What is kinetic typography?
Kinetic typography is a concept that involves using moving type to express an idea. Some of the most widely known examples of it appear in the opening credits of feature-length films.
Some musicians also use kinetic typography to draw attention to certain phrases, such as those present in the choruses of their hit songs. But kinetic typography is so versatile that it works well for other purposes too, such as video marketing.
Here are 5 tips for applying this technique in meaningful ways to engage your audience and easily communicate your message.
1. Choose an Easy-to-Read, Professional-Looking Font
The best uses of kinetic typography make people feel enthralled and drawn in by the movement on the screen. They also help people remember visual content, but those outcomes won’t likely happen if the font is too hard to read or looks cartoonish. Avoid fonts like Papyrus or Comic Sans MS, and opt for ones that give the video a polished look.
A video for “Breaking Bad” fans gives an excellent example of kinetic typography shown in a font people won’t struggle to read. The words also change back and forth from white on black to black on white as the TV stars in the clip say each word shown on the screen.
It’s also important to remember that viewers will likely see the video on their smartphones. A study from eMarketer indicates that over 78 percent of worldwide video viewing happens on mobile devices. An ill-chosen font is arguably even more frustrating to watch on a small screen than a large one.
A study from @eMarketer found that over 78% of worldwide video viewing happens on mobile devices. Click To Tweet
2. Experiment With Constant Motion
When you’re making a video for marketing purposes, what’s said is undoubtedly critical. That doesn’t change when you’re using kinetic typography, but it’s also important to consider how the message of the words on the screen could become even more impactful if they move in strategic ways.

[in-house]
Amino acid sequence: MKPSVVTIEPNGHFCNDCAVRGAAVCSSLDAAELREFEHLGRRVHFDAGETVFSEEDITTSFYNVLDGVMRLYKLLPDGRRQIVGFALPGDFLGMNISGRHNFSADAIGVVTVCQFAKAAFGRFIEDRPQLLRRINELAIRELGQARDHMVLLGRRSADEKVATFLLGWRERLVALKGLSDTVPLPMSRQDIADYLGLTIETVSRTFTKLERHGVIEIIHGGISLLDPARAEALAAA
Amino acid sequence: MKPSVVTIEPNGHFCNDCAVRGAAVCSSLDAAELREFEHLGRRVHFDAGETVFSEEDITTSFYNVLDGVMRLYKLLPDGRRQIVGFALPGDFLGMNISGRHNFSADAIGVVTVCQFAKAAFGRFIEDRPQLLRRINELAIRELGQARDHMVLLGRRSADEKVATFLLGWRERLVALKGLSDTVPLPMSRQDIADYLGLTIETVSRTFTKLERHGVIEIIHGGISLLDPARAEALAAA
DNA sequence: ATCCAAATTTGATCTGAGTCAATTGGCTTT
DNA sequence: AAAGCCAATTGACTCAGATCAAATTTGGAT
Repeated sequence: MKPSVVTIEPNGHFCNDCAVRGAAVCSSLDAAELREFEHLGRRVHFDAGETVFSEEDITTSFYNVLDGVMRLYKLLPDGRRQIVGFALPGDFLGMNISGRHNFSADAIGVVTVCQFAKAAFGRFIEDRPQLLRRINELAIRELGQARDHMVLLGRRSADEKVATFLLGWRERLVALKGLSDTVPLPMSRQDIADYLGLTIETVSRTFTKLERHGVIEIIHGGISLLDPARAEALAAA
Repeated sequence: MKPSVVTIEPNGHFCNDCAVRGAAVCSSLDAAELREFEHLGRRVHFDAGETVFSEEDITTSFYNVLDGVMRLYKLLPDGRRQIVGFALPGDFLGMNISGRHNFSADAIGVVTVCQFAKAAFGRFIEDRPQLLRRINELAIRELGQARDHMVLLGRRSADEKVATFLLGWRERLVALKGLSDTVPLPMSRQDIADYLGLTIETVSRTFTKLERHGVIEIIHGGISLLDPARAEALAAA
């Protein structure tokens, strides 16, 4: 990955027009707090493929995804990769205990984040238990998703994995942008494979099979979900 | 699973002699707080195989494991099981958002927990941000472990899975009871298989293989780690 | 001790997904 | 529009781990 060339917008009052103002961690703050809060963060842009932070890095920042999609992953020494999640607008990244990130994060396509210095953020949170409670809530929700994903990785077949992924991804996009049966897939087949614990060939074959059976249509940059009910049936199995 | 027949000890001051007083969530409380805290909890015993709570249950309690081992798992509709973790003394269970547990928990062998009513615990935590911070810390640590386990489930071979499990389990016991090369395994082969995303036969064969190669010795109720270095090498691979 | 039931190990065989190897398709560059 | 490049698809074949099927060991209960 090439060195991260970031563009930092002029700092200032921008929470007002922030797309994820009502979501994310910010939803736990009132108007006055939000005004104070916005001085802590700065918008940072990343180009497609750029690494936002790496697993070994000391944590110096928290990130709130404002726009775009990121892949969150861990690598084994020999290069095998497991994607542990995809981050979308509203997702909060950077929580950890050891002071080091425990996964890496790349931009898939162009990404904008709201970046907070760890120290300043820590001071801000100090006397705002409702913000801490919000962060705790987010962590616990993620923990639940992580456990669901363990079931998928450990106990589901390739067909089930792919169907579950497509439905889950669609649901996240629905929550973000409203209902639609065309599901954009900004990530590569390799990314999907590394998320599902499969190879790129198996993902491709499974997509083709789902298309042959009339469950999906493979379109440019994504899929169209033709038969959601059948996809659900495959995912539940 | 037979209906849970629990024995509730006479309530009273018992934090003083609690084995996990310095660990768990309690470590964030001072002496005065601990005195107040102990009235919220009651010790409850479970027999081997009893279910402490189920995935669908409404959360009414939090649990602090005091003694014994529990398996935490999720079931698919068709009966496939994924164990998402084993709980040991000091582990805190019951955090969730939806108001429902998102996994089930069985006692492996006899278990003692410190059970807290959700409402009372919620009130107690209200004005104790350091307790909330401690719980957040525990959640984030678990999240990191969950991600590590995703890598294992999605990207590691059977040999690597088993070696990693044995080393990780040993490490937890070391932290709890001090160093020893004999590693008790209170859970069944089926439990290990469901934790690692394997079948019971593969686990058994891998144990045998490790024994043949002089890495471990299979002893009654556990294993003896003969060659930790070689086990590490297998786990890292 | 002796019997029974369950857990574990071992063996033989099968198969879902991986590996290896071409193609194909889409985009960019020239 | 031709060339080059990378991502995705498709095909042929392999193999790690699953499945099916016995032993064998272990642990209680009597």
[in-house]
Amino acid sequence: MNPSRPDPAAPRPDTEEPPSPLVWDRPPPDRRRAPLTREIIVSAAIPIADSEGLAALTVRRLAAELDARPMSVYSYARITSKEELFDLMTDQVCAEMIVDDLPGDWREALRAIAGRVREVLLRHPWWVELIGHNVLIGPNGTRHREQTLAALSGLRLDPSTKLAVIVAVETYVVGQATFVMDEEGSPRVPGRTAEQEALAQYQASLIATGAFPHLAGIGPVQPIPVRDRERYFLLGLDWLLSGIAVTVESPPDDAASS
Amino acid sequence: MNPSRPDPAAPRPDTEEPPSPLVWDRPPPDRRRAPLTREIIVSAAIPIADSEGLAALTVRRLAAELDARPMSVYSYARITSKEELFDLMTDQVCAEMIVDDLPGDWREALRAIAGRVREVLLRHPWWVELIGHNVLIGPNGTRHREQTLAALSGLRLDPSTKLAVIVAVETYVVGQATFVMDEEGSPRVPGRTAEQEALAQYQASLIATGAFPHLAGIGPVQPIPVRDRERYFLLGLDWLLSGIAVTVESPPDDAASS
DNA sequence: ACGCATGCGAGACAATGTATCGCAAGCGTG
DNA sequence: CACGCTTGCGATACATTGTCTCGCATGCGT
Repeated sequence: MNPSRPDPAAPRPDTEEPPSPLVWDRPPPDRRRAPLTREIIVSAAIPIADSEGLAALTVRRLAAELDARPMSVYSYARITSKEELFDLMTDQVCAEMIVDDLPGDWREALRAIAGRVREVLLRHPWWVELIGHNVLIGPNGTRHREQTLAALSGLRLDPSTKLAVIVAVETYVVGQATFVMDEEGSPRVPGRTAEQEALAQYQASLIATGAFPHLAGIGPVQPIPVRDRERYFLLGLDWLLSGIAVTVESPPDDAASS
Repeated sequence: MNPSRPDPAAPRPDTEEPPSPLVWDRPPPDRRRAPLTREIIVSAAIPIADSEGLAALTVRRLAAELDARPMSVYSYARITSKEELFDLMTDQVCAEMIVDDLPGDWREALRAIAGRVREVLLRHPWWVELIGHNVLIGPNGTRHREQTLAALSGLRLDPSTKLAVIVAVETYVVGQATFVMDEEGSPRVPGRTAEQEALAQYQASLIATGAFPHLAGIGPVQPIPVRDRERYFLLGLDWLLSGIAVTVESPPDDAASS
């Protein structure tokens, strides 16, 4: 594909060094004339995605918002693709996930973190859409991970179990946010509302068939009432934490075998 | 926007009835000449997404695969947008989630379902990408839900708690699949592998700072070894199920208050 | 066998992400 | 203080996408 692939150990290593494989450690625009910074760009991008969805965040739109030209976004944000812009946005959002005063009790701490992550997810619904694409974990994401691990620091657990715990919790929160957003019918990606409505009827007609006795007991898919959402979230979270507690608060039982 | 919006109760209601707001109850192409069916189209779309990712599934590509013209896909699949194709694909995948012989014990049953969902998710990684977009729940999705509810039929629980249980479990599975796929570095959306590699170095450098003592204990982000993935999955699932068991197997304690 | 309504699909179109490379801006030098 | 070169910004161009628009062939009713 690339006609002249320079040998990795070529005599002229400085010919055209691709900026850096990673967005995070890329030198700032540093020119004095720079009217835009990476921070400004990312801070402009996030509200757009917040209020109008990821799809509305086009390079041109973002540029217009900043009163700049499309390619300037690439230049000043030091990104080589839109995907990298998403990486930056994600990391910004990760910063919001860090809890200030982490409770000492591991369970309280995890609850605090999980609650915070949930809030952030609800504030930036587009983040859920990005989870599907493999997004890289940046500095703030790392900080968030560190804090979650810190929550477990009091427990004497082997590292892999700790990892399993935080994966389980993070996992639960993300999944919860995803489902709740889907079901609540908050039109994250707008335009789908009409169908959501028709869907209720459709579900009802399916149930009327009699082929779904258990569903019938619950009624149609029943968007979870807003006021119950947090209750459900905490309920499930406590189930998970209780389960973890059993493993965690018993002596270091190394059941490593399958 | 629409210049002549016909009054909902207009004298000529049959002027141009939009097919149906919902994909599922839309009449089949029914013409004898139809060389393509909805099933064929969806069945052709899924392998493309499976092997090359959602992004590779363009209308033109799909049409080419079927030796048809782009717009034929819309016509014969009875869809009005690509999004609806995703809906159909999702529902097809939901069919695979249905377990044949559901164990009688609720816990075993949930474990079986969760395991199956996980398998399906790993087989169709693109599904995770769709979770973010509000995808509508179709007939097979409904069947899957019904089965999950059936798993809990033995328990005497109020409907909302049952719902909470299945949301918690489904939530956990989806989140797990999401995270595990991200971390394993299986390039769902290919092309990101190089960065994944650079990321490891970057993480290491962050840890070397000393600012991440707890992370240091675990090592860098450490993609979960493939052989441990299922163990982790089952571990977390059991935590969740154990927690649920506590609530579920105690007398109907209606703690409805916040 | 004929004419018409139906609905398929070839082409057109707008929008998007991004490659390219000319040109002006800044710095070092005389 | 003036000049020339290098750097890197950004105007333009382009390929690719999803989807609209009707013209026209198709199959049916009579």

One example of using kinetic typography for things said by Stephen Fry uses orientation and continual movement to draw attention to words and phrases.
The pacing of the video also works well because although there’s continual movement, it’s not so fast as to make viewers feel sick or disoriented. Not all videos are appropriate for leveraging motion like this, but it can pay off in the right circumstances.
To make the right decisions for their respective cases, marketers should think about aspects like the attention span of the audience and whether too much movement could sacrifice the meaning and unforgettable nature of the words.
In this example, Stephen Fry himself creates the soundtrack for the video since his voice is in the background and matched to the words. That decision helps solidify the message as people watch the words.
This video is also longer than others here, clocking in at more than six minutes long. Such a length won’t work in all campaigns, but according to a 2018 report from Prezi, marketers don’t have to worry as much as they once did that their videos may not cater to viewers’ short attention spans. The details of the research indicate that the ability to maintain focus has improved over time. Something especially relevant to the topic at hand here is that 79 percent of business executives polled for the study said animated visuals in presentations helped keep audiences engaged.
According to a study by Prezi, 79% of business execs said animated visuals in presentations helped keep audiences engaged. Click To Tweet
3. Try Combining Words With Shapes
Kinetic typography gives marketers ways to display their creativity through methods that static forms of media don’t offer. They can harness that reality in eye-catching ways by making words combine into a shape that aligns with the content said in the audio soundtrack.